Again I fell to the ground with exhaustion but staggered to my feet as soon as I felt hands trying to hold me down. My legs were already trying to run before I was balanced and as a result I fell on to my face again. The wind blew from my lungs and as I fought for breath I felt the grip of strong hands around my legs. Despite being held by at least four people I almost managed to stand again but a swift kick to my arm forced me to roll over and I collapsed back into the ground. I clapped my hands over my eyes and let my mind drift away. I remember feeling weightless with no sensation in my limbs as if I had no physical substance at all. I felt a sharp stab of pain behind my eyes before I passed out.
And so, forty six years on, I sit here watching a small black and white television in the corner of my prison cell. I watch images from a country I don't recognise. Hundreds of thousands of people gathering somewhere, protesting against something I know nothing, and care little about.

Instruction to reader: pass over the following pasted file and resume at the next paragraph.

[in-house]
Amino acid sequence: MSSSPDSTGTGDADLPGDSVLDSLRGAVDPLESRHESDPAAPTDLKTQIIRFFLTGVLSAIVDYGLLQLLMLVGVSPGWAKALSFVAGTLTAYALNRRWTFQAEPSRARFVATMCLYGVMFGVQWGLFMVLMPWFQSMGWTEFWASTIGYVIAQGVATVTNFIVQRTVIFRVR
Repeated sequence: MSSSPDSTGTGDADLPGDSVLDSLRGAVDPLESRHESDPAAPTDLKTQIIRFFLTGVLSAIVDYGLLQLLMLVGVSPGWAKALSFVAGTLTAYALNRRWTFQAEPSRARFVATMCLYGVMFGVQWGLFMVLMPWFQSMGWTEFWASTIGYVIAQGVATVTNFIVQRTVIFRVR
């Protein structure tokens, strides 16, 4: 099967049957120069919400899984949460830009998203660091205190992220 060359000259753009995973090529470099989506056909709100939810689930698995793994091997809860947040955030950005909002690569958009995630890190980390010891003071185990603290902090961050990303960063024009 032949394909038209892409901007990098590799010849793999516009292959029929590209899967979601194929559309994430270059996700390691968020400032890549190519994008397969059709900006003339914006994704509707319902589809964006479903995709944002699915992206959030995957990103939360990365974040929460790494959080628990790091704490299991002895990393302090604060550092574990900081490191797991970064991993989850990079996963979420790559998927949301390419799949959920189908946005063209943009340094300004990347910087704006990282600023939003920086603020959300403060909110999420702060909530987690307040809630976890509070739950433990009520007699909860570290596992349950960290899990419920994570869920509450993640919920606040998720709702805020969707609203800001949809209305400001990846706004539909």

I often tell myself that everything that happened was a horrible mistake and that my life should never have been written like this. And that if only I could retrace my steps then my story would have made more sense and been written as a different book. But I don't delude myself, what I did was borne of a broken mind, as the prison therapist decided. I never managed to convince him of my regret simply because I don't remember. And then, again I feel that surge of anger rise within me. Little shards of broken memories sometimes glint at me from a deep place, but I'm never able to rebuild them into anything.
I have my final parole hearing tomorrow, the last of many I've had over the years. but I doubt the board will be lenient given the viciousness of my murderous crime.
I suspect I have many more years to serve.